Litigation Software and Support That's Better Because It's from a Real Trial Lawyer
Now You Can Do Everything Faster, Better and In-House
The Problem: Too Much Information. If you're a business litigation attorney or paralegal, you probably know by now that litigation support software is terrible. It's too complicated, it costs too much, and it never does quite what you want it to do -- because it was designed by people who have never actually handled a lawsuit. You wind up paying not just for the software, but also for an army of vendors, paralegals and/or contract attorneys to use the software for you. That sucks for you and your clients.
The Solution: Atomic Briefcase. Atomic Briefcase is the best way for you to keep track of all the facts, documents, issues, testimony, and other bits of information involved in complex business litigation because it was developed by a real trial lawyer. Here are just a few examples of what you can do:
Document Discovery and Tagging. You import documents, including email files, directly into Atomic Briefcase, and then easily search and open the documents, and tag them based on whatever criteria you want (e.g., based on issue, witness, privilege, importance or whatever). You can also export selected files using whatever names you want (e.g., Doc Prod 001, Doc Prod 002, etc.). That means the enemy cannot run up your client's expenses sky-high merely by asking for a ridiculous amount of e-discovery. You can see Atomic Briefcase in action for yourself on the Demo Videos page.
Exhibit Tracking and Lists. Don't you hate it when one document winds up getting 19 different exhibit numbers assigned to it? A single document can wind up being Ex. 15 at one deposition, Ex. C at another, Ex. 4 to somebody's declaration, and so on. With Atomic Briefcase, that's not a problem. You can see, at a glance, all the exhibit numbers that have been assigned to a given document, so that you know which testimony is about which document. You can also easily generate exhibit lists for any purpose (e.g., for attachments to a declaration), and export the files on that lists with whatever file names you want (e.g., Ex. 1, Ex. 2, Ex. 3).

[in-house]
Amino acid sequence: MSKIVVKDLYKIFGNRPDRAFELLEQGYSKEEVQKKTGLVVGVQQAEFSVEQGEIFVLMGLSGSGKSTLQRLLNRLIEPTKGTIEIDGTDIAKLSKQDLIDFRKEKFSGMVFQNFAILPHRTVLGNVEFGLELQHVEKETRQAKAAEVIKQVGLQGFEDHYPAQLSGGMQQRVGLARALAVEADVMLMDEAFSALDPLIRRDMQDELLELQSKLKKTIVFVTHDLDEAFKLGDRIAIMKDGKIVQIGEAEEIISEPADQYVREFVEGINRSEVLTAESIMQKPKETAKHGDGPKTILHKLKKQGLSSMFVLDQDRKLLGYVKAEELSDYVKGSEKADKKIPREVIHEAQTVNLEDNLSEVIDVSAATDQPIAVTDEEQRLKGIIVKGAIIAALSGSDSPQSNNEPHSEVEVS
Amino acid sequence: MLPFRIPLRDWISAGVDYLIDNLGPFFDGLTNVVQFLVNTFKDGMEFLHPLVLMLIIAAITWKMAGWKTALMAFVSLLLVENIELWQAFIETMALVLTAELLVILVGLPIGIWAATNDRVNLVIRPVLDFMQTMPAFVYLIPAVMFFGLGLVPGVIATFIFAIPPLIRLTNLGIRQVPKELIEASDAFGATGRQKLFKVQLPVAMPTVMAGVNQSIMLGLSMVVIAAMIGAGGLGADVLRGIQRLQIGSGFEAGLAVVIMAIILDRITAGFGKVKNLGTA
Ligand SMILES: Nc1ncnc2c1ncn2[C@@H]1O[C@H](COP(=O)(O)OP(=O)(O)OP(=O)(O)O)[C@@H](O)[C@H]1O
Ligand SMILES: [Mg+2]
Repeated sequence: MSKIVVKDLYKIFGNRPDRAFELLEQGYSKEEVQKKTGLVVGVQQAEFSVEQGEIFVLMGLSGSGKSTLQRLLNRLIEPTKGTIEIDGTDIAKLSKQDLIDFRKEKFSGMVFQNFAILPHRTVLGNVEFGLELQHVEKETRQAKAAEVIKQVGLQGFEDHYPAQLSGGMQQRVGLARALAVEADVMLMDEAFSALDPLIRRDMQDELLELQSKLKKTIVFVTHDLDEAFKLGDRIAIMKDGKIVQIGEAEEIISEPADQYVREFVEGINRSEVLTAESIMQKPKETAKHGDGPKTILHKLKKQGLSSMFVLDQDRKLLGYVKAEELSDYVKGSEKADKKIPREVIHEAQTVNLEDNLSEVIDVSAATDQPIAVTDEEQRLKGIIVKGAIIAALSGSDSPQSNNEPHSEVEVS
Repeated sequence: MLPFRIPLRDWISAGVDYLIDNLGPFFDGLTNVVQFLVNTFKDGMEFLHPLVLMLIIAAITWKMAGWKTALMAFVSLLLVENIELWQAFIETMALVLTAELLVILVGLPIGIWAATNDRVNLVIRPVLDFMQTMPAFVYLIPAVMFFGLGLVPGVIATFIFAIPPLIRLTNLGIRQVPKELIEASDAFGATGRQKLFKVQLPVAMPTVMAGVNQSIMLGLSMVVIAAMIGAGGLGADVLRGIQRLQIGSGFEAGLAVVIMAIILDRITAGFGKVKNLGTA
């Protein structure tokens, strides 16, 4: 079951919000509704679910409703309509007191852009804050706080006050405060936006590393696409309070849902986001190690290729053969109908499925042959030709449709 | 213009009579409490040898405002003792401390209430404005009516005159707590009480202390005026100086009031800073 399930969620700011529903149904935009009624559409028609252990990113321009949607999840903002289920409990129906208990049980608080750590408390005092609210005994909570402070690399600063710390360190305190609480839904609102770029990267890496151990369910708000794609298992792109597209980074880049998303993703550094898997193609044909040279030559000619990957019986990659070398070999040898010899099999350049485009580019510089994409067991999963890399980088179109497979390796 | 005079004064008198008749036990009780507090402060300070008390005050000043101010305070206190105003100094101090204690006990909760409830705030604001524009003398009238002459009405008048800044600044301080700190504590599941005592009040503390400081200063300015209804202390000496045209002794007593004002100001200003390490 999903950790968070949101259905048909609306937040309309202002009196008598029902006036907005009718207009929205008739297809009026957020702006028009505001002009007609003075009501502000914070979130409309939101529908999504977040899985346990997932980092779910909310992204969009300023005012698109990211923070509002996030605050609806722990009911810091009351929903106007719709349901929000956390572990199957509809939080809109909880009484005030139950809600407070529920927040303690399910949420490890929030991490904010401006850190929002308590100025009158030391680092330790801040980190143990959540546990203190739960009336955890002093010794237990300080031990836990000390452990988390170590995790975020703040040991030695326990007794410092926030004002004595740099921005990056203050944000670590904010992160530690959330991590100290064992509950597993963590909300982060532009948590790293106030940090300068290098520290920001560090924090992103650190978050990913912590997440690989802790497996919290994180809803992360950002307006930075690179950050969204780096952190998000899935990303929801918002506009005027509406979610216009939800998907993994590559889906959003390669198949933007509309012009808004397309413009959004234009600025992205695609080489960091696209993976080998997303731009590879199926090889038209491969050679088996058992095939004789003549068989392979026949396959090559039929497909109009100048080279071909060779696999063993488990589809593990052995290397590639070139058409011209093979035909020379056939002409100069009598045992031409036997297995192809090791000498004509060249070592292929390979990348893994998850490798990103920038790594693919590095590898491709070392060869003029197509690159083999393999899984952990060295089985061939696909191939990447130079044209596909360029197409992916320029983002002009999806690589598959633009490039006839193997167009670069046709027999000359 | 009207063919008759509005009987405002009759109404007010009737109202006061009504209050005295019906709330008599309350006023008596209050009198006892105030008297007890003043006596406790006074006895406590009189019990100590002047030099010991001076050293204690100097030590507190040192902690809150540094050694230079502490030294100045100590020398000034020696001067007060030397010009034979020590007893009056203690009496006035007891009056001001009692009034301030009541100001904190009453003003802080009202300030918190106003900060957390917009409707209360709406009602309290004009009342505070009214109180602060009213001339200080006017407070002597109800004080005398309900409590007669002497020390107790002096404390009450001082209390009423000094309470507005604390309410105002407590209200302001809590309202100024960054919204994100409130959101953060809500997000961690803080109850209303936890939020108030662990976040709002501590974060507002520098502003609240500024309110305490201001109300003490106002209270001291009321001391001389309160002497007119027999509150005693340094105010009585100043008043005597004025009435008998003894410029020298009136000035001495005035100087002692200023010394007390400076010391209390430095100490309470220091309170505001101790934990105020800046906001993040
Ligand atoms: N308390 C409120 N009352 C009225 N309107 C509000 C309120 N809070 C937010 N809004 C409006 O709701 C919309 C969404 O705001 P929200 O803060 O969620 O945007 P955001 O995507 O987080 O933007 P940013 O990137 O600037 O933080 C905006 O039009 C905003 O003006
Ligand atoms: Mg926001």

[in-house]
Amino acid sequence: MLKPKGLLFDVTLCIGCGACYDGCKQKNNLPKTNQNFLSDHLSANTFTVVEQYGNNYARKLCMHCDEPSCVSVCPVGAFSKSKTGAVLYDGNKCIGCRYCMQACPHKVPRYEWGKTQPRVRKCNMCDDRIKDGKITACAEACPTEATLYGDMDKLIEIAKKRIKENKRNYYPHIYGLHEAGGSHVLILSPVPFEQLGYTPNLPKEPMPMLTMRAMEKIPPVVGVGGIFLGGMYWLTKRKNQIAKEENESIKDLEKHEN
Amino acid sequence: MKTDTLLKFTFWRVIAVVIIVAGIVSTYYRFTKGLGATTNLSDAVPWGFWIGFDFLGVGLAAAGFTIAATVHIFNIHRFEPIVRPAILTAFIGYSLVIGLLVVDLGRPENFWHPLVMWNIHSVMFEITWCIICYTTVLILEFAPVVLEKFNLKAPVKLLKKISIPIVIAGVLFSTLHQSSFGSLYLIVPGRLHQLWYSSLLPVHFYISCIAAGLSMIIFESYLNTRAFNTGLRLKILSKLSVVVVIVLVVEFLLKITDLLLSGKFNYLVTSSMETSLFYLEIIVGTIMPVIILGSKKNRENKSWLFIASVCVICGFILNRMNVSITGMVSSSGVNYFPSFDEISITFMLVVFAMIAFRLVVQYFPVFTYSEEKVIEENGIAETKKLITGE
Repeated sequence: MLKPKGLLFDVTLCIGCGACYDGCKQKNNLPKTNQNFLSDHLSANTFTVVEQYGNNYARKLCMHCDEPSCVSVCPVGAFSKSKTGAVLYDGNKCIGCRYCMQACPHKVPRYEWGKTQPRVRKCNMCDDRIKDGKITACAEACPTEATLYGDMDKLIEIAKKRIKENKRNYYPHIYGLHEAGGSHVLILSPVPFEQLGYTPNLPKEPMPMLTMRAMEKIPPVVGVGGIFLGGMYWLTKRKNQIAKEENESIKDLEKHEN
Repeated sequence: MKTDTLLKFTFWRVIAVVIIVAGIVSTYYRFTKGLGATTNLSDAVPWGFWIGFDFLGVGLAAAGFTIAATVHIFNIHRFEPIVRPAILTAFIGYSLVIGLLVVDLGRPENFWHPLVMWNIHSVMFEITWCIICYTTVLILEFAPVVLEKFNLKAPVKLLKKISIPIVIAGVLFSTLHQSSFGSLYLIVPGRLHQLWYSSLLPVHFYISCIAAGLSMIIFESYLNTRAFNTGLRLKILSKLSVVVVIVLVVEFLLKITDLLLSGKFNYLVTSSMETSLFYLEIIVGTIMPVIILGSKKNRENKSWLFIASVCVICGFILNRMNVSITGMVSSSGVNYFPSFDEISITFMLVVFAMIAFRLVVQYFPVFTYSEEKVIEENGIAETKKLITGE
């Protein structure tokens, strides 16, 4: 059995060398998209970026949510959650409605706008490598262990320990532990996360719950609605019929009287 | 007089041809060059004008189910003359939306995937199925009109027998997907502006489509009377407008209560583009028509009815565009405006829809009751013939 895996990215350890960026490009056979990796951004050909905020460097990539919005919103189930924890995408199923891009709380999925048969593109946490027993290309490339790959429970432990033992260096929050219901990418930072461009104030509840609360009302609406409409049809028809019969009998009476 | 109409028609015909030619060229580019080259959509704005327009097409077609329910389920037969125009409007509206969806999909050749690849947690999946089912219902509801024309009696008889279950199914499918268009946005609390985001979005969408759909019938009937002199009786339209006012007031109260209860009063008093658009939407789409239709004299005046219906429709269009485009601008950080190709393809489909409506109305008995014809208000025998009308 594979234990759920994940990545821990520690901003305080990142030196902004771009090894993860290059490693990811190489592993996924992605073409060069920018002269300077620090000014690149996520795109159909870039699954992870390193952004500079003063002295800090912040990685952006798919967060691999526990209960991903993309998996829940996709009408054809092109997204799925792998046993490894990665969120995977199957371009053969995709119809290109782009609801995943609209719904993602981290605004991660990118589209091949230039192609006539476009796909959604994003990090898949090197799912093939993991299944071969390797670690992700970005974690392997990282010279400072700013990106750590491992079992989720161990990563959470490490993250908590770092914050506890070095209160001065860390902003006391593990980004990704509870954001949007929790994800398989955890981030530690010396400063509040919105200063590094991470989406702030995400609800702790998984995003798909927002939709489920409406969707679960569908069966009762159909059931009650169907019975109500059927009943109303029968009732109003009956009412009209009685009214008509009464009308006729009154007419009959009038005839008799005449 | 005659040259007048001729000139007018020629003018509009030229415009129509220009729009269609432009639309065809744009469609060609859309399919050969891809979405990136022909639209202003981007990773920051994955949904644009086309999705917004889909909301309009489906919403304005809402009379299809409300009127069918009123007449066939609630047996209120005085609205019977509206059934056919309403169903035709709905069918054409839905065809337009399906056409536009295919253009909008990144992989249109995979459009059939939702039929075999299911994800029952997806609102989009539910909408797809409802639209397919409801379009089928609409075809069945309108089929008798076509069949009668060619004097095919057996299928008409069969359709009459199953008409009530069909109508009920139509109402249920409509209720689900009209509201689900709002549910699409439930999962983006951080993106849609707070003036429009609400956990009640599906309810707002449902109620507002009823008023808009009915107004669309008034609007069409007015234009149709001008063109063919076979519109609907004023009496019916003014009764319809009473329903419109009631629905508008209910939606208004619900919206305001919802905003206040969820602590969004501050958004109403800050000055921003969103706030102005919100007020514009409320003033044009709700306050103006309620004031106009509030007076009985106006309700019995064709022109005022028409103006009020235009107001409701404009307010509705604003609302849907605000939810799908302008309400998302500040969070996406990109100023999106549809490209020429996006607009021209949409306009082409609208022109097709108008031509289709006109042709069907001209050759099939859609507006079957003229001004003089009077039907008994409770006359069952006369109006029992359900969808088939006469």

Chronologies and Notes. Atomic Briefcase not only keeps track of your documents and emails, but also lets you take notes and link those notes to the documents and emails. You can tag the notes based on content (e.g., based on issues, or witnesses or importance), and generate chronologies for the case as a whole, or for your examination or cross-examination of a witness, or for opening statement or closing argument. So beautiful! It's also great for taking notes during a deposition, because your notes are time-stamped -- which makes it easier to find the corresponding passage of the final transcript -- and you can tag your notes by issue, witness, or any other criteria you choose.
Discovery Responses and Separate Statements. With Atomic Briefcase, you draft a given objection (e.g., attorney-client privilege or undue burden) or a given answer (e.g., a promise to produce all non-privileged documents) once, and only once. After that, you just check boxes to include the objection or answer in subsequent requests. So when the enemy bombards you with hundreds of redundant discovery requests, they're only wasting their time, not yours. Once you use Atomic Briefcase to draft discovery responses, you will never go back to copying and pasting again. Preparing separate statements for discovery motions is just as easy: you check boxes to include whatever points and authorities you want to make about a given request. No more scrolling up or down to copy and paste. Plus, if you decide you want to change a passage, you change it once, and that change is instantly made throughout the document.
Separate Statements for Summary Judgment Motions. Because you've actually drafted these, you know what a nightmare it is. But the nightmare is over, because with Atomic Briefcase, you just check boxes to designate which material facts apply to which causes of action or defenses, and all those pesky citations to supporting evidence follow along. Plus, if you need to make a change (e.g., to refer to a different passage of a deposition), you just make it once, and it instantly updates throughout your document.